Calming down a stressed brain
To reduce your stress, you can do many things – like improving your posture when sitting, standing or moving, accepting what’s happening and not basing your life on things that change (like the weather), lowering the demands on yourself, drinking water, eating natural food, laughing, loving, enjoying physical activity, etc. etc. Another very effective way to reduce your stress is to improve your breathing habits.
Imagine life as a tennis match. Sometimes you are close to the net and on other occasions, you find yourself far down in one corner. Sometimes you hit the ball on the volley, sometimes on the rise; sometimes you have plenty of time while at other times you are under time pressure.
Sometimes the ball goes over, sometimes it goes into the net, and sometimes you miss the ball altogether. It’s just like that in life. Sometimes it goes up and sometimes it goes down.
A good tennis player knows that the most important thing after a hit is to strive to return to the starting position at the baseline to be optimally prepared to meet a new ball
Our breathing takes usback to the baseline
When you experience stress or don’t feel well, it indicates that your body is imbalanced, either emotionally, physically or mentally. You are thus outside the baseline.
If you haven’t slept at night or haven’t eaten for a long time, the stress consists of sleep deprivation and hunger, and you naturally resolve it by sleeping and eating.
By taking control of your breathing and making it relaxed, you can make your whole body follow, becoming more relaxed and therefore able to function better. As you improve your breathing, your stress experience decreases and you become more and more relaxed.
With the help of breathing, you can find home again when you’re lost, and return to your baseline.
Exhalation is connected to relaxation
Exhalation is linked to relaxation and by prolonging exhalation, your body’s ability to relax and unwind increases. An extended exhalation also has a positive effect on inhalation, as the air reaches lower into the lungs.
Breathing in is an active movement where the breathing muscles work to widen the chest in order to allow air to enter. Upon inhalation, the heart beats faster (the pulse rises) and the sympathetic part of the nervous system (accelerator pedal) is activated.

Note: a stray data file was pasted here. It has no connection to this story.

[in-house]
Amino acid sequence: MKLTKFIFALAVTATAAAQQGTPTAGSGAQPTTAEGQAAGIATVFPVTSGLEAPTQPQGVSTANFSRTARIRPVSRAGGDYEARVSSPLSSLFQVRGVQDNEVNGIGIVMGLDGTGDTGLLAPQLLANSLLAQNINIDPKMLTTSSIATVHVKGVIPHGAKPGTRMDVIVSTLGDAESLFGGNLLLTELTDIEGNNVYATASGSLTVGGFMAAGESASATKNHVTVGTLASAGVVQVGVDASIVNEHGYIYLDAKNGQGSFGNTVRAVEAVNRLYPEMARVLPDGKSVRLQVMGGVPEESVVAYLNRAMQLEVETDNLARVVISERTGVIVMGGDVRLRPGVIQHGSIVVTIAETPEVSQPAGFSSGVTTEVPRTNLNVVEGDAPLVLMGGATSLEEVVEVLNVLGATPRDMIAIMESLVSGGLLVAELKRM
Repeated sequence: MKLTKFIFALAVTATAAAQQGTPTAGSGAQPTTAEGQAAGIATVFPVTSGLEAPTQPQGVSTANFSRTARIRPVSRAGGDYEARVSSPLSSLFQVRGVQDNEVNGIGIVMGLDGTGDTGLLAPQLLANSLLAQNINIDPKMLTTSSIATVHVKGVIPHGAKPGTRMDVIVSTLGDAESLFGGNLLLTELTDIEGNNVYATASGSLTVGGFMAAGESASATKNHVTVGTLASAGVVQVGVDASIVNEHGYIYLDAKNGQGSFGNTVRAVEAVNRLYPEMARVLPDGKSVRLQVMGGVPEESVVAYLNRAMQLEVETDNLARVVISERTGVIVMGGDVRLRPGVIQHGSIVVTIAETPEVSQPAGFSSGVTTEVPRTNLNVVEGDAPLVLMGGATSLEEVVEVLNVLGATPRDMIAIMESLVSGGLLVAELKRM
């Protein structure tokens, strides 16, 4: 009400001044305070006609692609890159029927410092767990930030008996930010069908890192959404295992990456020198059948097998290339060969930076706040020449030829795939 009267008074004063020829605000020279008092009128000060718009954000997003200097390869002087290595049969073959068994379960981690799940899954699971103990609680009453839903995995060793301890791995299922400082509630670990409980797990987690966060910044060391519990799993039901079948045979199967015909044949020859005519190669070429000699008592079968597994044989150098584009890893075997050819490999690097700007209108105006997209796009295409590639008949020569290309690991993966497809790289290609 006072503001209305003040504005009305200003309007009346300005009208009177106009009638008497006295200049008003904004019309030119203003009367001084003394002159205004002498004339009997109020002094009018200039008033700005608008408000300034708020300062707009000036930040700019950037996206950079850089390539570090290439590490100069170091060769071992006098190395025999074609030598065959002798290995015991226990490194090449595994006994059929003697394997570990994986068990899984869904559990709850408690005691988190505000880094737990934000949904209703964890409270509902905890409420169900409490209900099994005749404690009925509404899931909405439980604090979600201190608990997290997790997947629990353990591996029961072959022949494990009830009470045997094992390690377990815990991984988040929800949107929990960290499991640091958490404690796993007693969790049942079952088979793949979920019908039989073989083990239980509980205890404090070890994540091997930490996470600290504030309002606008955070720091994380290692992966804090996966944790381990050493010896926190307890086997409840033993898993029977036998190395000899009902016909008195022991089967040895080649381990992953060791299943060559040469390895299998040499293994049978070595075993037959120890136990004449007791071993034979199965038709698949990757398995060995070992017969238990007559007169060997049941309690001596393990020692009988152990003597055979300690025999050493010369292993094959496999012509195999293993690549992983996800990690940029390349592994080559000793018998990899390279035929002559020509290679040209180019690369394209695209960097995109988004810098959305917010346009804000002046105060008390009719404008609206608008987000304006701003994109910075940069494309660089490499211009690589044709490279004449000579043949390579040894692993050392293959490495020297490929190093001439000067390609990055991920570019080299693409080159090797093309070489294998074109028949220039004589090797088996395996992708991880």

Exhalation at rest is usually a passive action where no muscles are used and the parasympathetic, calming part of the nervous system (brake pedal) is more active. The heart rests and recovers and the pulse drops.
When your body is more relaxed, you work better and can accomplish more with less effort.
The seven habits thatcharacterize a good breathing
The seven habits that characterize good breathing may be simple, but the challenge is to take more and more of the 1,000 breaths we breathe every hour in this way.
Good breathing begins in the nose. Here, the inhaled air is prepared for the lungs as it is heated and moisturized and cleansed from bacteria and other particles in the air.
Furthermore, breathing is low and wide, so that the air ends up in the lower parts of the lungs when breathing in. The lower part of the lungs contain the most alveoli and blood, so low breathing allows the oxygen you inhale to be transferred to the blood more easily.
Good breathing at rest is also slow and rhythmic, while the breath is small.
Finally, your breathing is quiet. Snuffling, clearing your throat, sighing, or snoring are all forms of breathing. These types of breathing are very ineffective and cause unnecessary stress to your body.
Open up the window ofopportunity to react differently
When you experience incoming stimuli as stressful, the sympathetic part of your nervous system is activated. Living life at a fast tempo with meetings, deadlines, bills and many “have to” gives rise to a multitude of thoughts and feelings that cause a faster, shallower and more irregular breathing.